American donors to civic campaigns get double whammy

Post by Daniel Fontaine in


Chicago coming in last for the 2016 Olympics bid was not the only bad news for the USA today

As we've been reporting here over the last 10 months, it's been a bit of a wild west attitude in BC's major cities when it comes to campaign contributions. Whether it's the number of American donors who've contributed to or directly supported Mayor Gregor Robertson's campaign, or the sheer size of some contributions, the time has come for electoral reform.

My colleague Mike Klassen has posted a number of interesting stories of recent donors to Vancouver's elected officials. He noted that a number of prominent Americans have taken a real interest in the outcome of Vancouver's civic election. As part of our Know Your Donor series, Klassen helped to highlite some of Mayor Robertson's more interesting contributors.

The debate surrounding campaign finance reform began to heat up a number of years ago when both the NPA and Vision campaigns started exceeding well over one million dollars. In fact, Vision Vancouver even accepted a single donation from John Lefebvre, an Internet gambling tycoon, in the amout of $170,000. This was likely the largest single donation ever made to a civic campaign in BC. According to CanWest news:

Lefebvre, 55, was arrested by FBI agents at his Malibu home and jailed on charges of conspiring to promote illegal gambling by transferring billions of dollars of cyberspace bets placed by U.S. citizens with overseas gambling companies. His business partner, former Calgarian Stephen Lawrence, was arrested in the Virgin Islands and faces the same charges.

The Premier of BC announced today at the Union of BC Municipalities that his government will likely put an end to civic politicians accepting big contributions from foreign donors.  He also announced that he plans to put in place a new independent Chief Electoral Officer to monitor civic campaigns. You can expect that the size of donations, as well as their source will come under a new set of regulations in advance of the civic elections in 2011. It is also likely that civic parties will also have to begin reporting annually their income/expenses in order to provide the public with more transparency.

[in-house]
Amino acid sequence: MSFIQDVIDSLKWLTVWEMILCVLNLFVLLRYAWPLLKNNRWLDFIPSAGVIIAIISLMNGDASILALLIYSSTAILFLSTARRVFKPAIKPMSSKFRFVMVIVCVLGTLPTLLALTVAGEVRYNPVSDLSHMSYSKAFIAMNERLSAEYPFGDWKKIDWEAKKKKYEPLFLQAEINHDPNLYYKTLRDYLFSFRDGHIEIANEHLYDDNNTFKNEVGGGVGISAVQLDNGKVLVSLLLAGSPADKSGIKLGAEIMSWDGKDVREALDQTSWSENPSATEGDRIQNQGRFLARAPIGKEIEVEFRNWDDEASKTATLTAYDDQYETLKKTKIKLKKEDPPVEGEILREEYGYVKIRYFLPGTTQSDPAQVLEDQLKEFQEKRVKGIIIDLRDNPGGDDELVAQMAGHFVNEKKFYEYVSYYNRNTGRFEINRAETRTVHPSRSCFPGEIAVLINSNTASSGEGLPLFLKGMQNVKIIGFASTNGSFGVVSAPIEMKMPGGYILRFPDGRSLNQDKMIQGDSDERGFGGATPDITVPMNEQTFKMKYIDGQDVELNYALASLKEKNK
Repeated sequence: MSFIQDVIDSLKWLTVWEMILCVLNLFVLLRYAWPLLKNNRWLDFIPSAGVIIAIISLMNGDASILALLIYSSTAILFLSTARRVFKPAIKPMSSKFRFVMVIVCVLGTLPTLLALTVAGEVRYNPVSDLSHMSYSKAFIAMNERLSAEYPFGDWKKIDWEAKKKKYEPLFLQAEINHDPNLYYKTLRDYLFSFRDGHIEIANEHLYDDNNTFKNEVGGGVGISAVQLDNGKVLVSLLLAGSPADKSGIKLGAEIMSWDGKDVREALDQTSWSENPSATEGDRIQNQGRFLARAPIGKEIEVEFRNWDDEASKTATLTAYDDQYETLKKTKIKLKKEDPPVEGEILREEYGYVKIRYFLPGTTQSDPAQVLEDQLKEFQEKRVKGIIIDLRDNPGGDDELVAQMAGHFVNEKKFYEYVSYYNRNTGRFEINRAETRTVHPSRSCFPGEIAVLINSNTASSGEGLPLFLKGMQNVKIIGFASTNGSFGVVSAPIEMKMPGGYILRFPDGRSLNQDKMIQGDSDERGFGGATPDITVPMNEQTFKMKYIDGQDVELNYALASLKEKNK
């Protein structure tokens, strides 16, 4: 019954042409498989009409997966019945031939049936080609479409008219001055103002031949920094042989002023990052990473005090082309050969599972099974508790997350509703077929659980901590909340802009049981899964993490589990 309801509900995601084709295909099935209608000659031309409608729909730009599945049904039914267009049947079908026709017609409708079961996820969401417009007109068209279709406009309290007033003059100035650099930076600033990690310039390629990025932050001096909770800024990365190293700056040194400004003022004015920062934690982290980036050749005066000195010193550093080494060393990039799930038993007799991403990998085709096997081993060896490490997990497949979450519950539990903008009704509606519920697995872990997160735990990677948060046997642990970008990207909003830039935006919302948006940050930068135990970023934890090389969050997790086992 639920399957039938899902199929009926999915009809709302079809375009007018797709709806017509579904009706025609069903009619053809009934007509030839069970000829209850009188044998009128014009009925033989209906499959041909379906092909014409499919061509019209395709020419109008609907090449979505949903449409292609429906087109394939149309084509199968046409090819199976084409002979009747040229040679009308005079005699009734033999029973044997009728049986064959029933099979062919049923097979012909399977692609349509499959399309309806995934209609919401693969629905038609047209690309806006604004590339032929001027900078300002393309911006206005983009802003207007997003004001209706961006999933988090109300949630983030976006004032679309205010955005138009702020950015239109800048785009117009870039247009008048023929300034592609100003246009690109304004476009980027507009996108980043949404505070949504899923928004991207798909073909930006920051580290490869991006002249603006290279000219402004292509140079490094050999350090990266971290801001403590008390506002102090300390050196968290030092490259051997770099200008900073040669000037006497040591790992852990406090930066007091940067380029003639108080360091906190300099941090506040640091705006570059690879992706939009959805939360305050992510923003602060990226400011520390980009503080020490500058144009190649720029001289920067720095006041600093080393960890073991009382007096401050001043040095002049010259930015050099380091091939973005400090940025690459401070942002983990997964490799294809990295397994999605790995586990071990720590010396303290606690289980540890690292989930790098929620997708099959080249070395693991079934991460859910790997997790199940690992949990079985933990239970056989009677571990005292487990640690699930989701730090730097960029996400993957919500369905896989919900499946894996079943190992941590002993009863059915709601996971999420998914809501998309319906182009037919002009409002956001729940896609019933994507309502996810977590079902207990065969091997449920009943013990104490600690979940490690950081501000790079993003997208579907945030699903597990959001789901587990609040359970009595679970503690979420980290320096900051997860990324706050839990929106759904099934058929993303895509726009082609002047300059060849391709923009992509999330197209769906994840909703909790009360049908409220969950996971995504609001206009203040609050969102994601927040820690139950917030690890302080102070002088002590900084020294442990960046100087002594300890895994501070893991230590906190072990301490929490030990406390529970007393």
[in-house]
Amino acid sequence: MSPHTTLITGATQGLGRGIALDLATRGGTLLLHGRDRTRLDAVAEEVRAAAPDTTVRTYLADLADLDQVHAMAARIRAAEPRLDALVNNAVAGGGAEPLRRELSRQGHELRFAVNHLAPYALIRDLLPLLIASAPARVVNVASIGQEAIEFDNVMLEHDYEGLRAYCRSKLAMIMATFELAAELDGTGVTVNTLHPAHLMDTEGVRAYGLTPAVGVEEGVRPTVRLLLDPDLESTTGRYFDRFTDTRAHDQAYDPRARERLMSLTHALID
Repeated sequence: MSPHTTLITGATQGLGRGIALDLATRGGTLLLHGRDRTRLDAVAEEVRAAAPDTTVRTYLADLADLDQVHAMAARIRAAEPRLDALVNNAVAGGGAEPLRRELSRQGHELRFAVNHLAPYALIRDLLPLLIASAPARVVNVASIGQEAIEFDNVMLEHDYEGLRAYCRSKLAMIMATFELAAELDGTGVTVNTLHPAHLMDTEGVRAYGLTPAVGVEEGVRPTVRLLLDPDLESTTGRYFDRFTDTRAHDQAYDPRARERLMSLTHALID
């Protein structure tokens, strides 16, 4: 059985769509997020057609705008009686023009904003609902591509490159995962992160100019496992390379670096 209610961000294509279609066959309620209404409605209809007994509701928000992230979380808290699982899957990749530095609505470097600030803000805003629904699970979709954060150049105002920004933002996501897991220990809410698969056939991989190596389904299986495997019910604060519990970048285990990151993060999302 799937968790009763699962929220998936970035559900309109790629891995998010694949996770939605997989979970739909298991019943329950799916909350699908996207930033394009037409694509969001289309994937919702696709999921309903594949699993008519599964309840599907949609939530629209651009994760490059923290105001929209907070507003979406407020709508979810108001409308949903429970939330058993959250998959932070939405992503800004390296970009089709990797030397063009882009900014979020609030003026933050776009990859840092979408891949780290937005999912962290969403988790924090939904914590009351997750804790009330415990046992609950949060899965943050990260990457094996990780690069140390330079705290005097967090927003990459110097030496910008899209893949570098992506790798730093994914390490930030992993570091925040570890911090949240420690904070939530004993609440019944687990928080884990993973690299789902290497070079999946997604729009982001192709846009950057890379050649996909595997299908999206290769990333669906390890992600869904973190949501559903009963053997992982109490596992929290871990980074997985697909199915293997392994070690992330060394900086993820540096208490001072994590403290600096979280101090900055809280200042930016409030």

So in other words, no months of chasing Coun. Raymond Louie for months trying to figure out who gave him $240,000 for his mayoral nomination campaign.

The following is a copy of the Premier's news release he issued earlier today:


VANCOUVER – The Province will form a special joint task force to modernize local government election rules.

This special joint task force will be tasked with undertaking deliberations and presenting recommendations on writing a new Local Government Election Act. It will be stand-alone legislation that will modernize election rules and create a single, provincewide electoral process for local government elections. This new act will designate the chief electoral officer of British Columbia as the independent supervisor, administrator and enforcer of a common local government election process.